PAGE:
10% OFF CYBER WEEKEND SALE! ALMOST EVERYTHING ON SALE! PANS, BURNERS, AND MORE! *some exclusions apply USE CODE CYBER15.
Entire books have been written (in Spanish, mostly) about the correct way to make paella. I haven't read them all, but I've read enough of them to know that paella cooks are passionate and unyielding in their convictions. I have traveled far and wide in Spain, the U.S., and other countries, tasting, analyzing, and comparing notes with paella chefs. And I have discovered that each chef believes his method is best. I'm as opinionated as the next guy when it comes to paella, but if there's one chef whose approach to paella parallels my own, it's Norberto Jorge of Madrid, whose restaurant, Casa Benigna, specializes in authentic paellas and rice dishes. Norberto and I collaborated years ago on a paella article for Fine Cooking magazine, in which he identified the following five essential elements to any paella:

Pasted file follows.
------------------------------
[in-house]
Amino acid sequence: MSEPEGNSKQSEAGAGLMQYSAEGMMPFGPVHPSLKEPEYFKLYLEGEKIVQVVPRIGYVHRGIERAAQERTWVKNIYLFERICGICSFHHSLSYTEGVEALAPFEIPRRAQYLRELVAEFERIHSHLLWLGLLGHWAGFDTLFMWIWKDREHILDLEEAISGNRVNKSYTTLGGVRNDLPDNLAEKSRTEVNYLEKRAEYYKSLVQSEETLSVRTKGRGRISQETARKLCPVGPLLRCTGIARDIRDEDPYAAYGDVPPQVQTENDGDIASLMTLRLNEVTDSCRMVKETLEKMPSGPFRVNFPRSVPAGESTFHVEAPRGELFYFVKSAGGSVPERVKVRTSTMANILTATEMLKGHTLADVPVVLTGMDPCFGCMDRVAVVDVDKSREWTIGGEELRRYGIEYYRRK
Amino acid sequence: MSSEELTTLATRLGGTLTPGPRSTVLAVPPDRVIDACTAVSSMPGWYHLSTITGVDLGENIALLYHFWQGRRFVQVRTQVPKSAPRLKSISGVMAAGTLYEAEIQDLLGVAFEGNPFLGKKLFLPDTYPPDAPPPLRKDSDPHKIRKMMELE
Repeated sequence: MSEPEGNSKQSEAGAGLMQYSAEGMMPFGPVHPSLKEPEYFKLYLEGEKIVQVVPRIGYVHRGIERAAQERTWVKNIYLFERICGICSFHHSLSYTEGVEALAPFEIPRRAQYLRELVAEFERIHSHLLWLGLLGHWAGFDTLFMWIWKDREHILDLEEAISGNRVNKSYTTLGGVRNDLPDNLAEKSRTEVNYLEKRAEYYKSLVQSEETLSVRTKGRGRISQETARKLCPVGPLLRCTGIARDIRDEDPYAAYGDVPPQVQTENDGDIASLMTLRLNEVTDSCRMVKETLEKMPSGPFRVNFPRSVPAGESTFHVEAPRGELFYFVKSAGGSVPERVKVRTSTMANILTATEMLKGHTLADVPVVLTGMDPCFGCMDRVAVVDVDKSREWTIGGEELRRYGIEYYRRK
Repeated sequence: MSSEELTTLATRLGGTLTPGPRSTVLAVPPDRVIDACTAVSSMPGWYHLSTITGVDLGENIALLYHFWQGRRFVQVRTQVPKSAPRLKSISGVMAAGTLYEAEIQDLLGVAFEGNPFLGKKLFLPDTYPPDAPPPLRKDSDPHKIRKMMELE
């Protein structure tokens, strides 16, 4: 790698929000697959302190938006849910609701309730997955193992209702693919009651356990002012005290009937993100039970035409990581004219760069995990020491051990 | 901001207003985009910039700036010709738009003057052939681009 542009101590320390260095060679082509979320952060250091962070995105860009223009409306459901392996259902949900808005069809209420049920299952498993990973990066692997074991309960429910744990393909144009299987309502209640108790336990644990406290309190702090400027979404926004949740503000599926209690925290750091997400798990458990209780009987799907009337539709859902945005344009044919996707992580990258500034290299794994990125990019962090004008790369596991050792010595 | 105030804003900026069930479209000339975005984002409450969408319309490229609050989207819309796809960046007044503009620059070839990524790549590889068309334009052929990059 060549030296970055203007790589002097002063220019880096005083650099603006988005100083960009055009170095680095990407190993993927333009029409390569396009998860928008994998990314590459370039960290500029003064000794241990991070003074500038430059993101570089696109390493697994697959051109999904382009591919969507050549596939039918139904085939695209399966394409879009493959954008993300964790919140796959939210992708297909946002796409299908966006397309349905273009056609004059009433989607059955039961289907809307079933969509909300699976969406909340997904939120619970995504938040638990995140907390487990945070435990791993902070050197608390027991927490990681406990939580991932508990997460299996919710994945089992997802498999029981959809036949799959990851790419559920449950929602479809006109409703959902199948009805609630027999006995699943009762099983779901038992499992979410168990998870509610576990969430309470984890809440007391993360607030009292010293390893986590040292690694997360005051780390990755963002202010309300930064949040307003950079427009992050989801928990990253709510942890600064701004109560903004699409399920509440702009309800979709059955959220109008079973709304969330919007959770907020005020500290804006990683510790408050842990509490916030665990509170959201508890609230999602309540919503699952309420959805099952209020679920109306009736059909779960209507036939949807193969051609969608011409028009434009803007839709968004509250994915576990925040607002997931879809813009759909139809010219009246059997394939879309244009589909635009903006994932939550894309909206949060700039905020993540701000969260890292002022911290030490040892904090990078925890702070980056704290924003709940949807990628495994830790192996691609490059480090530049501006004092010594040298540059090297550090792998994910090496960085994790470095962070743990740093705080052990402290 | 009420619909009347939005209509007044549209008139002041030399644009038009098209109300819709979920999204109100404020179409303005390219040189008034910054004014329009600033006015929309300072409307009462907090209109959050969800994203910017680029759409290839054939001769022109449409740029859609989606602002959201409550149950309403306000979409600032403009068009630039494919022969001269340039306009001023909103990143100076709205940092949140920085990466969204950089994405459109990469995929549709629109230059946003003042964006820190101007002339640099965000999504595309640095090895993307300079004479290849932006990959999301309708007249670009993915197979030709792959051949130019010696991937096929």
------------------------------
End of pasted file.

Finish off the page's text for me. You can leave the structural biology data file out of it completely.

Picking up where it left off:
It isn't difficult to make a fantastic paella (though getting the toasty socarrat to appear on that bottom layer does take a little practice), as long as you keep these five elements in mind and are careful to avoid a couple of pitfalls. One of the most common mistakes is to overload the pan with too many ingredients, thereby suffocating the rice. When the rice in a paella is cooked well, nothing else matters--not the chicken, not the clams, not even the artichokes. These other ingredients do have a role to play in the pan, and that is to provide flavor to the rice. For great paella, add them with restraint, and let the rice take center stage.
Another egregious offense is to serve the paella on a plate rather than from the pan. I think that this destroys the texture of the rice, which when cooked properly creates a thin cohesive blanket across the paella pan. I urge you to seat yourself and your guests around the paella pan (a round or square table works best), and eat the paella right from the pan, starting from the perimeter and working toward the center. This communal style is the traditional way to eat paella, and I can vouch for at least one family in Granada that still does it, every Sunday afternoon without fail.